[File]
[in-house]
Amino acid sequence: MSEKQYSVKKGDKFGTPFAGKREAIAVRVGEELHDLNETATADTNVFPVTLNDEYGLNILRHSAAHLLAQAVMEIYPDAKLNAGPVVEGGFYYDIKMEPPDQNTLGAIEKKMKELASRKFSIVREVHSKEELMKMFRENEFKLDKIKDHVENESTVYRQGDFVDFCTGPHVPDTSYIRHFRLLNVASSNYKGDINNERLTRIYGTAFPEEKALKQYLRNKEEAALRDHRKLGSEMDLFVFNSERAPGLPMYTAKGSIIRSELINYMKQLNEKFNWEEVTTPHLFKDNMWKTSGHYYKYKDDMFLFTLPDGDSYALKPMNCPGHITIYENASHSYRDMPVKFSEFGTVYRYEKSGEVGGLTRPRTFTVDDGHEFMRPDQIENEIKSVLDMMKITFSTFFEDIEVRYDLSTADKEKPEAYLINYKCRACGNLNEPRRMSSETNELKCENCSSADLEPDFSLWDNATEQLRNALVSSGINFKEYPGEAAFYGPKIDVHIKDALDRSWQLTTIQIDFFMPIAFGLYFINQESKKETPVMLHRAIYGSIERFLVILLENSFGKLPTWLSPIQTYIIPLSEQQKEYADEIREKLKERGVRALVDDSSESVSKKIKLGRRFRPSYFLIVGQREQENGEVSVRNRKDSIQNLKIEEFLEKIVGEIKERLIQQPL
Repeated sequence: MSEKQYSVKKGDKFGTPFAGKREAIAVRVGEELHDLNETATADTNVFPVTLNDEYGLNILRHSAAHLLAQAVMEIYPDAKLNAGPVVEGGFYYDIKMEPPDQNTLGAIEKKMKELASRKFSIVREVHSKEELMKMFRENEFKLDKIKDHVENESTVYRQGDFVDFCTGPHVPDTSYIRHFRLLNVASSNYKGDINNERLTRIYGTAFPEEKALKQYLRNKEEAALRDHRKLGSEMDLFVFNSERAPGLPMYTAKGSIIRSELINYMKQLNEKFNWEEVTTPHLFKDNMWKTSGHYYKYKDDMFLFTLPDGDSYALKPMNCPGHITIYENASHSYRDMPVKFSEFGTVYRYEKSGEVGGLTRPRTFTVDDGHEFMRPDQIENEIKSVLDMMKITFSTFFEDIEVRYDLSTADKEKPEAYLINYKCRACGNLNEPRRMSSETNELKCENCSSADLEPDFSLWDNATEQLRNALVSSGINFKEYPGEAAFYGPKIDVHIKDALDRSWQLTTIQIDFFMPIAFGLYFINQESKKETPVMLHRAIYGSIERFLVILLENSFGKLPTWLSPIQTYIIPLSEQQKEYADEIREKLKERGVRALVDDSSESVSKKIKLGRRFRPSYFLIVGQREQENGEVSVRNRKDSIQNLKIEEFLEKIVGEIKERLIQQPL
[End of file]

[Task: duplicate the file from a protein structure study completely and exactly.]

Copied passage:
[in-house]
Amino acid sequence: MSEKQYSVKKGDKFGTPFAGKREAIAVRVGEELHDLNETATADTNVFPVTLNDEYGLNILRHSAAHLLAQAVMEIYPDAKLNAGPVVEGGFYYDIKMEPPDQNTLGAIEKKMKELASRKFSIVREVHSKEELMKMFRENEFKLDKIKDHVENESTVYRQGDFVDFCTGPHVPDTSYIRHFRLLNVASSNYKGDINNERLTRIYGTAFPEEKALKQYLRNKEEAALRDHRKLGSEMDLFVFNSERAPGLPMYTAKGSIIRSELINYMKQLNEKFNWEEVTTPHLFKDNMWKTSGHYYKYKDDMFLFTLPDGDSYALKPMNCPGHITIYENASHSYRDMPVKFSEFGTVYRYEKSGEVGGLTRPRTFTVDDGHEFMRPDQIENEIKSVLDMMKITFSTFFEDIEVRYDLSTADKEKPEAYLINYKCRACGNLNEPRRMSSETNELKCENCSSADLEPDFSLWDNATEQLRNALVSSGINFKEYPGEAAFYGPKIDVHIKDALDRSWQLTTIQIDFFMPIAFGLYFINQESKKETPVMLHRAIYGSIERFLVILLENSFGKLPTWLSPIQTYIIPLSEQQKEYADEIREKLKERGVRALVDDSSESVSKKIKLGRRFRPSYFLIVGQREQENGEVSVRNRKDSIQNLKIEEFLEKIVGEIKERLIQQPL
Repeated sequence: MSEKQYSVKKGDKFGTPFAGKREAIAVRVGEELHDLNETATADTNVFPVTLNDEYGLNILRHSAAHLLAQAVMEIYPDAKLNAGPVVEGGFYYDIKMEPPDQNTLGAIEKKMKELASRKFSIVREVHSKEELMKMFRENEFKLDKIKDHVENESTVYRQGDFVDFCTGPHVPDTSYIRHFRLLNVASSNYKGDINNERLTRIYGTAFPEEKALKQYLRNKEEAALRDHRKLGSEMDLFVFNSERAPGLPMYTAKGSIIRSELINYMKQLNEKFNWEEVTTPHLFKDNMWKTSGHYYKYKDDMFLFTLPDGDSYALKPMNCPGHITIYENASHSYRDMPVKFSEFGTVYRYEKSGEVGGLTRPRTFTVDDGHEFMRPDQIENEIKSVLDMMKITFSTFFEDIEVRYDLSTADKEKPEAYLINYKCRACGNLNEPRRMSSETNELKCENCSSADLEPDFSLWDNATEQLRNALVSSGINFKEYPGEAAFYGPKIDVHIKDALDRSWQLTTIQIDFFMPIAFGLYFINQESKKETPVMLHRAIYGSIERFLVILLENSFGKLPTWLSPIQTYIIPLSEQQKEYADEIREKLKERGVRALVDDSSESVSKKIKLGRRFRPSYFLIVGQREQENGEVSVRNRKDSIQNLKIEEFLEKIVGEIKERLIQQPL